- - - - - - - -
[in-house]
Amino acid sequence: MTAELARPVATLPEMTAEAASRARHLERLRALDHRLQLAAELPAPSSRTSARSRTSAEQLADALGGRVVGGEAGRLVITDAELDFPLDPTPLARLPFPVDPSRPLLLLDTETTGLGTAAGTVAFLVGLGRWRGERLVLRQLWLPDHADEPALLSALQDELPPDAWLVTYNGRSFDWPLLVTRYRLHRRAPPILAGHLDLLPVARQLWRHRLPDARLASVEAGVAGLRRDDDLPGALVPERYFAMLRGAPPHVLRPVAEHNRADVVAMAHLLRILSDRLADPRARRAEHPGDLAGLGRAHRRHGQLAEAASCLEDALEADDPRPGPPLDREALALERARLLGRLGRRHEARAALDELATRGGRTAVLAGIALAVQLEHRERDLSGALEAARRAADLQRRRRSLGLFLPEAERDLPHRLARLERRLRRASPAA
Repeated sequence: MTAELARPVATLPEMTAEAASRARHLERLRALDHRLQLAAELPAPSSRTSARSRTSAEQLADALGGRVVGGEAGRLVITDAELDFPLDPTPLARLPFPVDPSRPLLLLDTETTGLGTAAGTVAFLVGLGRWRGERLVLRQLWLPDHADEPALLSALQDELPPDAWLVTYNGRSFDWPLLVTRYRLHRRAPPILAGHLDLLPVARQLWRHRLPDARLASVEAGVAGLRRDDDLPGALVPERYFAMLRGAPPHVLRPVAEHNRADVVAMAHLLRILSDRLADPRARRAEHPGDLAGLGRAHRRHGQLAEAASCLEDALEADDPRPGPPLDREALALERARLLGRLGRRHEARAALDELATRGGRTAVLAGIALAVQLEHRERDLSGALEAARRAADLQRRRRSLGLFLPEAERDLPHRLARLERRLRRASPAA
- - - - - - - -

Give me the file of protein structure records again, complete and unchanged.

[in-house]
Amino acid sequence: MTAELARPVATLPEMTAEAASRARHLERLRALDHRLQLAAELPAPSSRTSARSRTSAEQLADALGGRVVGGEAGRLVITDAELDFPLDPTPLARLPFPVDPSRPLLLLDTETTGLGTAAGTVAFLVGLGRWRGERLVLRQLWLPDHADEPALLSALQDELPPDAWLVTYNGRSFDWPLLVTRYRLHRRAPPILAGHLDLLPVARQLWRHRLPDARLASVEAGVAGLRRDDDLPGALVPERYFAMLRGAPPHVLRPVAEHNRADVVAMAHLLRILSDRLADPRARRAEHPGDLAGLGRAHRRHGQLAEAASCLEDALEADDPRPGPPLDREALALERARLLGRLGRRHEARAALDELATRGGRTAVLAGIALAVQLEHRERDLSGALEAARRAADLQRRRRSLGLFLPEAERDLPHRLARLERRLRRASPAA
Repeated sequence: MTAELARPVATLPEMTAEAASRARHLERLRALDHRLQLAAELPAPSSRTSARSRTSAEQLADALGGRVVGGEAGRLVITDAELDFPLDPTPLARLPFPVDPSRPLLLLDTETTGLGTAAGTVAFLVGLGRWRGERLVLRQLWLPDHADEPALLSALQDELPPDAWLVTYNGRSFDWPLLVTRYRLHRRAPPILAGHLDLLPVARQLWRHRLPDARLASVEAGVAGLRRDDDLPGALVPERYFAMLRGAPPHVLRPVAEHNRADVVAMAHLLRILSDRLADPRARRAEHPGDLAGLGRAHRRHGQLAEAASCLEDALEADDPRPGPPLDREALALERARLLGRLGRRHEARAALDELATRGGRTAVLAGIALAVQLEHRERDLSGALEAARRAADLQRRRRSLGLFLPEAERDLPHRLARLERRLRRASPAA